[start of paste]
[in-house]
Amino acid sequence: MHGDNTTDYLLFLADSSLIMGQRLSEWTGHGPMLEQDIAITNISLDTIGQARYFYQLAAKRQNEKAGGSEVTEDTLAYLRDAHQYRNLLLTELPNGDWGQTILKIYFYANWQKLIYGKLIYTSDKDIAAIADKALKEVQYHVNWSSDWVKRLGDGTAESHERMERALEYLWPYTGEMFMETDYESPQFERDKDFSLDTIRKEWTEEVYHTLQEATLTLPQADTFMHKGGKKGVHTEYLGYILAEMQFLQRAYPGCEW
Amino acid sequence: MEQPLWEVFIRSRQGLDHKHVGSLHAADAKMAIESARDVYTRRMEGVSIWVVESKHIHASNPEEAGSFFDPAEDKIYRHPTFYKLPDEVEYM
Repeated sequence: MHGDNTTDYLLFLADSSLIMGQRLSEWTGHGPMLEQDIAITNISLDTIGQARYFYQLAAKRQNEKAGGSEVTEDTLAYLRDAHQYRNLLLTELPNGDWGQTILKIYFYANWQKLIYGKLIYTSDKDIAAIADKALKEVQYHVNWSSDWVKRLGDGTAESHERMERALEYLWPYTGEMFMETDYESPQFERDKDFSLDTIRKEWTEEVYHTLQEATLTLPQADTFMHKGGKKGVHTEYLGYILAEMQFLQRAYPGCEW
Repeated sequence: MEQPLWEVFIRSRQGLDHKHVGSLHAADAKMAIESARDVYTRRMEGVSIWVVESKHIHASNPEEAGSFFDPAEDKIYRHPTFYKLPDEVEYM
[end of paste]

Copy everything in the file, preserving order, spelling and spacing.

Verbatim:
[in-house]
Amino acid sequence: MHGDNTTDYLLFLADSSLIMGQRLSEWTGHGPMLEQDIAITNISLDTIGQARYFYQLAAKRQNEKAGGSEVTEDTLAYLRDAHQYRNLLLTELPNGDWGQTILKIYFYANWQKLIYGKLIYTSDKDIAAIADKALKEVQYHVNWSSDWVKRLGDGTAESHERMERALEYLWPYTGEMFMETDYESPQFERDKDFSLDTIRKEWTEEVYHTLQEATLTLPQADTFMHKGGKKGVHTEYLGYILAEMQFLQRAYPGCEW
Amino acid sequence: MEQPLWEVFIRSRQGLDHKHVGSLHAADAKMAIESARDVYTRRMEGVSIWVVESKHIHASNPEEAGSFFDPAEDKIYRHPTFYKLPDEVEYM
Repeated sequence: MHGDNTTDYLLFLADSSLIMGQRLSEWTGHGPMLEQDIAITNISLDTIGQARYFYQLAAKRQNEKAGGSEVTEDTLAYLRDAHQYRNLLLTELPNGDWGQTILKIYFYANWQKLIYGKLIYTSDKDIAAIADKALKEVQYHVNWSSDWVKRLGDGTAESHERMERALEYLWPYTGEMFMETDYESPQFERDKDFSLDTIRKEWTEEVYHTLQEATLTLPQADTFMHKGGKKGVHTEYLGYILAEMQFLQRAYPGCEW
Repeated sequence: MEQPLWEVFIRSRQGLDHKHVGSLHAADAKMAIESARDVYTRRMEGVSIWVVESKHIHASNPEEAGSFFDPAEDKIYRHPTFYKLPDEVEYM